Jeremy Li, Director of Data Science - Aug 15, 2023

Investigating the impact of reference panel errors on imputation quality and genotype accuracy

Genotype imputation has become a vital tool for geneticists, enabling cost-effective inference of complete genome sequences from partial data like SNP arrays or low-pass WGS. This technique boosts statistical power in association studies, refines fine-mapping, and resolves compatibility issues across different platforms.

Genotype imputation relies on two key elements; the haplotype reference panel (HRP) and the imputation algorithm. The literature surrounding genotype imputation has historically focused mainly on the imputation algorithm, with a typical comparative study investigating the relative performance of various imputation algorithms while holding the reference panel constant. However, the role of the reference panel itself on overall imputation performance is equally, if not more, important than the choice among the many high-performing algorithms. Even though it is intuitive that the quality of a reference panel should play a role in the accuracy of imputation, it has remained unclear to what extent common errors during panel creation (e.g., genotyping and phase error) lead to suboptimal imputation performance.

A recent preprint from the Gencove data science team dives into how common errors in reference panels impact imputation accuracy and the interplay between the two across a spectrum of sequencing coverages.

To understand this impact the team introduced variations in the reference panel by inducing varying degrees of 1) phase errors, 2) genotyping errors, and 3) by randomly pruning variants from the panel. They performed imputation on genetic data from diverse individuals at varying sequencing coverages (0.5x, 1.0x, and 2.0x) using the perturbed reference panels. The evaluation was conducted using the r^2 metric for the entire cohort as well as subsets stratified by ancestry.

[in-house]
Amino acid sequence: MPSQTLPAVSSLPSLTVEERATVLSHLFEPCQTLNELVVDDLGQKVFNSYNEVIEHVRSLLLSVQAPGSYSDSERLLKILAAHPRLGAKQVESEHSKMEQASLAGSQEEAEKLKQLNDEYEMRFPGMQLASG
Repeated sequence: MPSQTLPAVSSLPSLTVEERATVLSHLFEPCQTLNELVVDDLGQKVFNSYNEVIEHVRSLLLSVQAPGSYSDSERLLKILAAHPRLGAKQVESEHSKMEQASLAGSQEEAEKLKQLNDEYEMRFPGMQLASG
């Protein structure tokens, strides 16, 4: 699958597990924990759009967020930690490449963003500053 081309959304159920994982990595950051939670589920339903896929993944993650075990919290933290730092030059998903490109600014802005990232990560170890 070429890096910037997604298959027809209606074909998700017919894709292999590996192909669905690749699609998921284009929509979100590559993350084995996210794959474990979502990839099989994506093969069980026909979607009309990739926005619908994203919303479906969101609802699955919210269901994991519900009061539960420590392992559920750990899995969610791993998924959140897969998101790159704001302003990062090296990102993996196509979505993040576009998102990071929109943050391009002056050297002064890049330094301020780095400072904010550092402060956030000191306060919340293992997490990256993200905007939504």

Genotype error has the greatest impact on imputation accuracy

Imputation accuracy was observed to be highly sensitive to phase and genotype errors, particularly at lower allele frequencies, with genotype error having the greatest impact. While the density of the reference panel, within the evaluated range, exhibited a relatively marginal effect on accuracy. Additionally, the sensitivity of accuracy to perturbations decreased with increasing sequencing coverage due to the additional read evidence present in higher coverage sample.

Figure 1: Imputation accuracy by minor allele frequency for sequence data at 0.5x, 1.0x, and 2.0x coverages

Genome wide imputation accuracy improves substantially with strict genotype filtering

To validate the impact of reducing genotyping error, the team conducted an experiment using a strict genotype quality filter on the reference panel. The filtered panel's imputation accuracy was compared to the unfiltered panel at intersecting sites and all sites. The results demonstrated a substantial increase in genome-wide imputation accuracy (8% at 0.5x coverage and 13% at 2.0x) when using the filtered panel. Moreover, the comparison of filtered and unfiltered sites indicated that low genotype quality sites not only resulted in reduced imputation accuracy at those sites, but also had a trans-effect on performance, decreasing imputation accuracy at the remaining, unfiltered sites.

Figure 2: Imputation r2 values across minor allele frequencies and imputation r2 deltas (Δr2) across minor allele frequencies

This study underscores the critical role of comprehensive methodology in haplotype reference panel creation, placing a significant emphasis on accurate genotyping, especially for rare variant imputation. The findings emphasize that the quality of the reference panel, including factors like phase and genotype accuracy, holds a pivotal role in achieving reliable imputation results, while offering valuable insights into the interplay between reference panel quality and sequencing coverage, highlighting how these factors interact in the context of genotype imputation.

The results of this study underscore the crucial role of reference panel quality for genotype imputation and represents a comprehensive investigation into the effects of perturbations to reference panels on downstream imputation accuracy. As genomics research continues to advance, understanding and addressing reference panel quality and accuracy will be paramount for obtaining accurate and reliable insights from imputed genetic data.